The Foundling Hospital 

 

Thomas Coram established the Foundling Hospital in London in 1739 making it the city's first home for children who had been abandoned. It also has the accolade of being the world's first charity.

 

While it was called a hospital, it was actually "for the maintenance and education of exposed and deserted young children" and was thus more like what we think of as an orphanage.

 

 

By trade, Thomas Coram was in shipping - big business in the 18th Century and he became a philanthropist. Coram saw the plight of abandoned children on the streets of London and wanted to do something about it. he got a Royal Charter to set up the hospital in Bloomsbury.

 

Children who were illegitimate or whose families could not look after them were brought to the hospital to be cared for and many spent their entire childhoods there. Famously, mothers bringing their children to the hospital often left small tokens of their love hidden in the child's clothes. Many of these are now exhibited in the Foundling Museum.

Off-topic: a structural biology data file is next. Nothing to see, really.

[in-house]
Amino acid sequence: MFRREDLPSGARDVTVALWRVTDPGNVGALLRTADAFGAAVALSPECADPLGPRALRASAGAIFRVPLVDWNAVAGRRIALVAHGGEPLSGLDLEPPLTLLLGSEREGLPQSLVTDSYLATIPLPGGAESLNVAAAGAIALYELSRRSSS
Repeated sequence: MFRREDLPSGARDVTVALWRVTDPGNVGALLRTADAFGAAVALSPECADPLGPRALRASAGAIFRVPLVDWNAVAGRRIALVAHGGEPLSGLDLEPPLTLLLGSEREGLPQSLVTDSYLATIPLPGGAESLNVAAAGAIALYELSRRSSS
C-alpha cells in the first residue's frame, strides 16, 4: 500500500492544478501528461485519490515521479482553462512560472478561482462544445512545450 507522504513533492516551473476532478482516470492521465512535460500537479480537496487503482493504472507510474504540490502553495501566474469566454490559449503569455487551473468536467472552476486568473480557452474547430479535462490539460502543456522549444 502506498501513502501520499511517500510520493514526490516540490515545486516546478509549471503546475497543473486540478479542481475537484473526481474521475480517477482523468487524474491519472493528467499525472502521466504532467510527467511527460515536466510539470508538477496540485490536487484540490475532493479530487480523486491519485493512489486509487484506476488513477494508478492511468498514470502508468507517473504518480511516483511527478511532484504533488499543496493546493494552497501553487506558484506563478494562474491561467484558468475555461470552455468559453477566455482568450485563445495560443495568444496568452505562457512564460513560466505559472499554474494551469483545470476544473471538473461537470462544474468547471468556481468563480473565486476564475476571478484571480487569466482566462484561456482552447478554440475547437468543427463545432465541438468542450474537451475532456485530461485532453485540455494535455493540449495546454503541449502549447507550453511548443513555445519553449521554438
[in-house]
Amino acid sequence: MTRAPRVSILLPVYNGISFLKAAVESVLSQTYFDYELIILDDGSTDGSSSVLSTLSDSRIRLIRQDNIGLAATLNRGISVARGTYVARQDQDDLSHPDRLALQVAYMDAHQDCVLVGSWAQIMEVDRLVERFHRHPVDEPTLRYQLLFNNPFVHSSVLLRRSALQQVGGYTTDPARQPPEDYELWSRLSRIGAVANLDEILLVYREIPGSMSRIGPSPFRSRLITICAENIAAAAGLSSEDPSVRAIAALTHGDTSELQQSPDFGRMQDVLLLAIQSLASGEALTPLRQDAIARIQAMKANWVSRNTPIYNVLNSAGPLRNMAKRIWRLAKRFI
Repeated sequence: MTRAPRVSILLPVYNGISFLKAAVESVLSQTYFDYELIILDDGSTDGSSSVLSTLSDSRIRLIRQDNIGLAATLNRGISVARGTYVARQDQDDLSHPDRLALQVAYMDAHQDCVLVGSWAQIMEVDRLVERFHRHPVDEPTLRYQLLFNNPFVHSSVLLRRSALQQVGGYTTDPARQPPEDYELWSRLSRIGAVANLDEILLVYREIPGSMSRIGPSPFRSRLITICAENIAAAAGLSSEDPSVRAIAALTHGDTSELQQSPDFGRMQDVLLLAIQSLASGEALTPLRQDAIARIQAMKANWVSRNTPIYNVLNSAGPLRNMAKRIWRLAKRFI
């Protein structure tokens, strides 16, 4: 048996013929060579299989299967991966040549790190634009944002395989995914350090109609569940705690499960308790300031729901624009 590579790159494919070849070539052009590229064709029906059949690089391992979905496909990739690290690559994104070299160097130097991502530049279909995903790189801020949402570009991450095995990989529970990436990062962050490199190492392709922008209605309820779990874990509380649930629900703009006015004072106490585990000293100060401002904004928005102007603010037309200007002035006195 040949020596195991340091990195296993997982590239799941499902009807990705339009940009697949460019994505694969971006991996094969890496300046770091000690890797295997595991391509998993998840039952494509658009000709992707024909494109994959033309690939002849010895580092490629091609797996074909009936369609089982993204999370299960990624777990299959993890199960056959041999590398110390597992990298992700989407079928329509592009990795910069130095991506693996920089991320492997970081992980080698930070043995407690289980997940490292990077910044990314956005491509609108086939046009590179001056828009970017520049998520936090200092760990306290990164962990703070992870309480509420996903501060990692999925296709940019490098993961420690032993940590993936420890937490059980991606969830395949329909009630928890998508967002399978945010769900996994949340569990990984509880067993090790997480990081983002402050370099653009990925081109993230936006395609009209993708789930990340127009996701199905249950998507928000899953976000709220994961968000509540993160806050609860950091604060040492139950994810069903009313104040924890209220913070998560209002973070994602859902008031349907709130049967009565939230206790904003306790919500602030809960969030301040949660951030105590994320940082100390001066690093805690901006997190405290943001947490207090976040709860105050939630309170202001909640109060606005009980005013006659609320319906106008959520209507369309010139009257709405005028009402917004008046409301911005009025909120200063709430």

Such was the demand for places in the hospital, that mothers had to pick balls out a bag to determine whether their child could be taken in. Who can say what happend to those babies whose mother unwittingly picked out a black ball, automatically sending them away to fend for themselves.

 

In 1926, the Hospital moved to Redhill in Surrey and again in 1935 to a new purpose-built Foundling Hospital in Berkhamstead, Hertfordshire.

 

The Foundling Hospital continued taking in children until 1954. In its footsteps, the Coram Foundation still works with children.

 

LOOKING FOR RECORDS?

 

The Coram Foundation has excellent records of the children in their care dating right from the beginnings of the hospital. Find out more here.

 

The service can be contacted by email chances@coram.org.uk or call 020 8520 0330.

 

 
Thomas Coram in Brunswick Square
 

 

 

 

 

 

 

 

 

 

 

 

 

 

 

 

 

 

 

 

 

Below: The chapel from the Foundling Hospital at its home in Berkhamstead. When the orphanage closed, the buildings became the Thomas Coram School.

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